You may feel angry at yourself for not realising or seeing that this person was struggling, or question whether you could have acted differently. You may feel angry towards others – often after a suicide, people look for someone to blame or project this anger towards. You might even feel anger towards the person who died. Whatever anger you may experience, it’s important to remember that it’s okay and a common stage of grief.
  • Guilt
You may carry guilt about different things when grieving. Many people who have been bereaved by suicide spend a long time placing blame on themselves and considering what more they could have done. They will go over in their with thoughts such as “If only I had…” or “If I would have asked…”.
Those bereaved might also experience guilt for having to continue with their lives and feeling moments of happiness. We are often led to believe that grief consists of just sad emotions, but this can sometimes be untrue. You might feel waves of joy when remembering and reflecting on your loved one’s life – this can sometimes feel outweighed by guilt, guilt for feeling happiness during this time of sadness. It’s okay to have moments of happiness during this difficult time; it’s a good way of coping and coming to terms with the loss.
  • Shame
It’s possible you may feel shame about losing someone to suicide. This can be the result of different thoughts and feelings; some people experience shame due to feeling like a bad parent, daughter, son, or sibling to the perspective of others. Often due to the stigma that still surrounds suicide, people will fear other reactions or judgements.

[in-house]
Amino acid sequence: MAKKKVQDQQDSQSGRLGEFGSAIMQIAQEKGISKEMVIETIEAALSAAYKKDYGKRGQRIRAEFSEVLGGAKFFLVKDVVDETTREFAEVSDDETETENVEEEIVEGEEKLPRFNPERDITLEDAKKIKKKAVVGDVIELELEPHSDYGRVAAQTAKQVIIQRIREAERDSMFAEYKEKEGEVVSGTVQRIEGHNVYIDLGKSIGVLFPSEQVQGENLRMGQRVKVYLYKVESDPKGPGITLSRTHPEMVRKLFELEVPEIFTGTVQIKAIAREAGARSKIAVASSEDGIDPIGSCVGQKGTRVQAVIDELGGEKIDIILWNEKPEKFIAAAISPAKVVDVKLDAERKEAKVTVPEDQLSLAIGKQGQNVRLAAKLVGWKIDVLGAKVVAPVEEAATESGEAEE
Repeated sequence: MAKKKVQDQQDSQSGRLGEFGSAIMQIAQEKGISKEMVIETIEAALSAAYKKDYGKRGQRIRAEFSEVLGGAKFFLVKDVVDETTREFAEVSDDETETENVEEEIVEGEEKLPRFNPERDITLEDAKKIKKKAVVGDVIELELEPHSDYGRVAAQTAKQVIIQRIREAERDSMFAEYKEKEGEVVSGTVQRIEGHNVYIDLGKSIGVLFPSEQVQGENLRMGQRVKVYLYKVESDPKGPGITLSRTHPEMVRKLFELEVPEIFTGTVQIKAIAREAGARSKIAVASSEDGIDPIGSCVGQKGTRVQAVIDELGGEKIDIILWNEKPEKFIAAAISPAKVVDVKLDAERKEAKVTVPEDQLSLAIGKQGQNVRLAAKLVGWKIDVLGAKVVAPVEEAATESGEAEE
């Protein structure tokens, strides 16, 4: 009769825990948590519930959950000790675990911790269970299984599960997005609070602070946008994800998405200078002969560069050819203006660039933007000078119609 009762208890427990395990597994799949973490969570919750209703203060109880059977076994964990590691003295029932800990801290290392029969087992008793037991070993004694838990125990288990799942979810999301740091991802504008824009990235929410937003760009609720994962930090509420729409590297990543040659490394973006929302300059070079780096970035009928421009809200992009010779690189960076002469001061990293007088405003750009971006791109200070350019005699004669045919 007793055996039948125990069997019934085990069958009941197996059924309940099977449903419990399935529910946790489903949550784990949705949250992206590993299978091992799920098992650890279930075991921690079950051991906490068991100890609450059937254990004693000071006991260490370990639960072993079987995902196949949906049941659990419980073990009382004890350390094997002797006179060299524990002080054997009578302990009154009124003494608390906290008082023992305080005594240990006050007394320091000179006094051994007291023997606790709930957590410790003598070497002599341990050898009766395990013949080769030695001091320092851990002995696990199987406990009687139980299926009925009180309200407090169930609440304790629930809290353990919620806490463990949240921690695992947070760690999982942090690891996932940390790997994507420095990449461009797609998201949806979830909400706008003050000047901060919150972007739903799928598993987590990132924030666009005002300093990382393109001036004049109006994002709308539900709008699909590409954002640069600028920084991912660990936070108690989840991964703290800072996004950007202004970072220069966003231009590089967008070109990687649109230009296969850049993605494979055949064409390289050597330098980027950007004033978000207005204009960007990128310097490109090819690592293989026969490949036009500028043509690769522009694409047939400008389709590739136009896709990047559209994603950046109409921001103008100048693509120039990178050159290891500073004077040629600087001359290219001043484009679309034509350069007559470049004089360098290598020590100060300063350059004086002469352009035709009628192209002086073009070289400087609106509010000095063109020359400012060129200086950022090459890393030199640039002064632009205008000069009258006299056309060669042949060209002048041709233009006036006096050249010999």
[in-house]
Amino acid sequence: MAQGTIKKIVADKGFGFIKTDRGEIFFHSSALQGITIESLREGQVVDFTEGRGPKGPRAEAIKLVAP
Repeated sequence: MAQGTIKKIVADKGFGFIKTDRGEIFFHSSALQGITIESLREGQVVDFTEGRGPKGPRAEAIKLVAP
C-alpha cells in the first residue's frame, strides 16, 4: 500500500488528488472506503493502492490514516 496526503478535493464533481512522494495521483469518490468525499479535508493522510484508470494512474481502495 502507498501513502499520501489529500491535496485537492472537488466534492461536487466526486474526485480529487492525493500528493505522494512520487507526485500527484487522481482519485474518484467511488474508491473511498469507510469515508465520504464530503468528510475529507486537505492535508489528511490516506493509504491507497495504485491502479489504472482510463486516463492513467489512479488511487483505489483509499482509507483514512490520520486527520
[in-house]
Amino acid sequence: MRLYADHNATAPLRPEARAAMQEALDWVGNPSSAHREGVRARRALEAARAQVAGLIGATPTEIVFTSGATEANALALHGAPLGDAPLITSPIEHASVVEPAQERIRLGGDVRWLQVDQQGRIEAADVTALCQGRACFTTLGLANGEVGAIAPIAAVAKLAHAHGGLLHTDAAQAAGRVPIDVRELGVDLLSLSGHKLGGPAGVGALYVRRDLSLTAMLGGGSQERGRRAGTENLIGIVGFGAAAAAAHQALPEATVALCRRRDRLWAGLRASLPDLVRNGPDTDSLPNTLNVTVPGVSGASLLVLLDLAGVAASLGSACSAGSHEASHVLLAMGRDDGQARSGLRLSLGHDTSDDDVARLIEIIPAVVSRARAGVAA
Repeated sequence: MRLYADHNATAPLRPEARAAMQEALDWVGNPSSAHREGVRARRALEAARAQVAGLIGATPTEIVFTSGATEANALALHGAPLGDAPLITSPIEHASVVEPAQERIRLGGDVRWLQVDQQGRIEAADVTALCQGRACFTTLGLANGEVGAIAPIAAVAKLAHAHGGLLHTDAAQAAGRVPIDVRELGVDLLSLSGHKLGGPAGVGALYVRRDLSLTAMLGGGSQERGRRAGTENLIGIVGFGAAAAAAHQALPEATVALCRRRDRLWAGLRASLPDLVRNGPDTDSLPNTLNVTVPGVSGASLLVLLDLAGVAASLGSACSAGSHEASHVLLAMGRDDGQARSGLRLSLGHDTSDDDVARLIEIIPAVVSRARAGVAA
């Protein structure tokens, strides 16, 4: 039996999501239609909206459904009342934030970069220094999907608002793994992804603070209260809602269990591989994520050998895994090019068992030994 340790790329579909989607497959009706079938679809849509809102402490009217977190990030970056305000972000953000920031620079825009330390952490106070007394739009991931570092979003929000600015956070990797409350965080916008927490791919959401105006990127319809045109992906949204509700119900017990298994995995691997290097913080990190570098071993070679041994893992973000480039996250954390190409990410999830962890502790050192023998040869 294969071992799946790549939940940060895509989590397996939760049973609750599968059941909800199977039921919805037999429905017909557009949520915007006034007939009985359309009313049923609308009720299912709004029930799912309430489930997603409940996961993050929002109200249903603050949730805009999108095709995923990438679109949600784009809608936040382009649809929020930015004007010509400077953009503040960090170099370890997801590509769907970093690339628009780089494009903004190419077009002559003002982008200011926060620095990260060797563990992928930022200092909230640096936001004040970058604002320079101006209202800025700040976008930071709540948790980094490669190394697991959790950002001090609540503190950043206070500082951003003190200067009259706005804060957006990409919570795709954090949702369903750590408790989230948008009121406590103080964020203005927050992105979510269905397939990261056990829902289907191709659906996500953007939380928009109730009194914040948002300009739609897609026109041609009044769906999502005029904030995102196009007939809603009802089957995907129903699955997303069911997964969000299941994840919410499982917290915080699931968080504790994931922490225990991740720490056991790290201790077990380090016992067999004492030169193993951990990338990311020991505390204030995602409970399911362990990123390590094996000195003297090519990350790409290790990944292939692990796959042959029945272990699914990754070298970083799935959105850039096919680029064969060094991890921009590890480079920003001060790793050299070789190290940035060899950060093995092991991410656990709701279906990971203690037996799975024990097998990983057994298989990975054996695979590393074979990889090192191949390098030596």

• Relief
Relief as an emotion towards suicide can feel extremely confusing if it does occur. This is not a relief that your loved one has died, but rather a relief that they are out of pain and are at peace from their thoughts and feelings. It can be difficult to experience this feeling, but it’s important that you know this is another natural response to encounter after losing someone to suicide.
  • Sadness
Probably the most profound feeling that those bereaved by suicide will experience is sadness. This will look different to everyone; some may cry more than others, and some may not cry at all. Sometimes the sadness can be so overwhelming that you can feel depressed or isolate yourself from others – even those who are experiencing a similar pain and loss. The pain you feel might even cause you to experience thoughts of suicide yourself;  however, it’s important to remember that there is support out there and to seek it.